Another addition to the ever-growing stockpile of inferior Pokémon copycats, Fossil Fighters: Frontier is the third entry in a series that has been playing second—scratch that, fourth—fiddle to Game Freak’s subgenre-dominating catch-train-battle creature RPG for the better part of six years. Dinosaurs will forever maintain their rightful place in the pop-culture zeitgeist, yet their appearances in video games have been less than remarkable as of late (save for, maybe, sporadic encounters in Monster Hunter 4 Ultimate). Sure, there’s always good ’ol Yoshi to bank on (see the upcoming Yoshi’s Wooly World), but the next coming of Primal Rage, Turok, or Star Fox Adventures seems to be something of a remote fantasy. Of course, Frontier, like its predecessors, is primarily aimed at children, but even the least impressionable of youngsters will likely find themselves bored to tears by the uninventive gameplay and bland visuals the game exhibits.
The cardinal alteration in mechanics that Frontier offers is the introduction of a travel vessel dubbed the Bone Buggy, which allows players to carry out their tedious task of exploring miscellaneous dig sites and unearthing various prehistoric remains from the ground, then reviving them into cultivatable beasties termed Vivosaurs. Remnant excavation is simple enough, controlled via touchscreen and stylus, with an assortment of tools like chisels, drills, and hammers to aid in the process. It quickly becomes clear, though, that continually exhuming ancient bones is a far less enjoyable critter recruitment procedure than the options pioneered by Satoshi Tajiri and company nearly two decades ago. (Tellingly, fossils have played a key role in Pokémon games since Generation I.) Moreover, controlling the buggies themselves could have been a uniquely satisfying feature in the field, but navigation frequently feels sluggish, even with the application of so-called enhancements like upgraded batteries, acceleration boosts, or other trivial customizations.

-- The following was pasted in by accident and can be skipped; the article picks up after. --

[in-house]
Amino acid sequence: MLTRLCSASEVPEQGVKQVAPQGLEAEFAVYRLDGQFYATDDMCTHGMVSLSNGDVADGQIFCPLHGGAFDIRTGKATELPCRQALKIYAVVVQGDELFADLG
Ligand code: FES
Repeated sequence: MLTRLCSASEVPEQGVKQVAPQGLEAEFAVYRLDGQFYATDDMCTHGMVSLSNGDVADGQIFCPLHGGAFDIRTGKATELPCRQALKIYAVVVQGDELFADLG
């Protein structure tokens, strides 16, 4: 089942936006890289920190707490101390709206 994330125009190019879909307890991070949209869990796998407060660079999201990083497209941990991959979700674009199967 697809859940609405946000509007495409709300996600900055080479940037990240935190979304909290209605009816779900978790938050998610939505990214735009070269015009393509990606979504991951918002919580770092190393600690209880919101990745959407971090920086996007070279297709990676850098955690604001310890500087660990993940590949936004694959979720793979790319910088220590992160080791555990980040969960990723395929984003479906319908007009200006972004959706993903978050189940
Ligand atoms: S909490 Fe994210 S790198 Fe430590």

Battling in Frontier, online or off, has its positives, the main highlight being detailed attack animations that actually show realistic contact being made between combatants, an aspect Pokémon still hasn’t quite nailed down. Aside from that, however, pitting acquired Paleo Pals against each other largely consists of commonplace turn-based RPG move selection, which is rather limited, and the awkward implementation of sudden difficulty spikes during later waypoint park-issued tournaments. Meager attempts at a comprehensive narrative, involving a goofy villain’s pursuit of superorder supremacy, fall flat, and the sidequest-style objectives like stereotypical grand prix races proves underdeveloped in light of their repetitive nature. Truthfully, much of Fossil Fighters: Frontier seems par-cooked, content to haphazardly toddle in the footsteps of genre trailblazers, ultimately lost in a cloud of relic dust kicked up by its own erroneous design.